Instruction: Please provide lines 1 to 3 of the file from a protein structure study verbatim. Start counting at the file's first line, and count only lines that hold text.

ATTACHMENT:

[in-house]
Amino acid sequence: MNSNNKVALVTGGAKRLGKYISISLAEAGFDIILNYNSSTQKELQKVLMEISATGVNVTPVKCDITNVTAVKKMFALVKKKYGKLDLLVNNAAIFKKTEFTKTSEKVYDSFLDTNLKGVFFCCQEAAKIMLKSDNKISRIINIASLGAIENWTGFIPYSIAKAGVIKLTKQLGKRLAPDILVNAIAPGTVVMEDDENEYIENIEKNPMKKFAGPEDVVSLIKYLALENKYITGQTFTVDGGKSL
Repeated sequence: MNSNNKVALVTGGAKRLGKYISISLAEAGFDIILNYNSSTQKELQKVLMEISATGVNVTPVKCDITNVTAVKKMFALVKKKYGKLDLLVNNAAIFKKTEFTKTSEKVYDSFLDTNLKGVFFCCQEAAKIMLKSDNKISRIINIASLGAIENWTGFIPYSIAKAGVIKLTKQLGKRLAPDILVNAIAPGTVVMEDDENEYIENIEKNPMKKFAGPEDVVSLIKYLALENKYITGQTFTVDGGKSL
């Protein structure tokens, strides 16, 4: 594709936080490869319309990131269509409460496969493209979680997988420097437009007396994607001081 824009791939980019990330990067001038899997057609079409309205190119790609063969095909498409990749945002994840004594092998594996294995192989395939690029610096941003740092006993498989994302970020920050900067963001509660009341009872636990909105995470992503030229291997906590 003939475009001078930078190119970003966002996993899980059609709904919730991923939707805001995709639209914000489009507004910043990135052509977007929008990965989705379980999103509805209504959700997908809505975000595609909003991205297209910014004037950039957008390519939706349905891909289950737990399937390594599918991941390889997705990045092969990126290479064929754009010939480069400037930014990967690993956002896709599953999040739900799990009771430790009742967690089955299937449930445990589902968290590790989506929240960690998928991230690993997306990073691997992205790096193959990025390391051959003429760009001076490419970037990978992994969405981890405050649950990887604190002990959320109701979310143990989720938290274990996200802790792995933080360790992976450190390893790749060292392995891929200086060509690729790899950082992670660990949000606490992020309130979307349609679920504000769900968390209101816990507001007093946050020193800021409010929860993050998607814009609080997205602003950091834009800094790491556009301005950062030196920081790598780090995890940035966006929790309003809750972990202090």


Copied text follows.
[in-house]
Amino acid sequence: MNSNNKVALVTGGAKRLGKYISISLAEAGFDIILNYNSSTQKELQKVLMEISATGVNVTPVKCDITNVTAVKKMFALVKKKYGKLDLLVNNAAIFKKTEFTKTSEKVYDSFLDTNLKGVFFCCQEAAKIMLKSDNKISRIINIASLGAIENWTGFIPYSIAKAGVIKLTKQLGKRLAPDILVNAIAPGTVVMEDDENEYIENIEKNPMKKFAGPEDVVSLIKYLALENKYITGQTFTVDGGKSL
Repeated sequence: MNSNNKVALVTGGAKRLGKYISISLAEAGFDIILNYNSSTQKELQKVLMEISATGVNVTPVKCDITNVTAVKKMFALVKKKYGKLDLLVNNAAIFKKTEFTKTSEKVYDSFLDTNLKGVFFCCQEAAKIMLKSDNKISRIINIASLGAIENWTGFIPYSIAKAGVIKLTKQLGKRLAPDILVNAIAPGTVVMEDDENEYIENIEKNPMKKFAGPEDVVSLIKYLALENKYITGQTFTVDGGKSL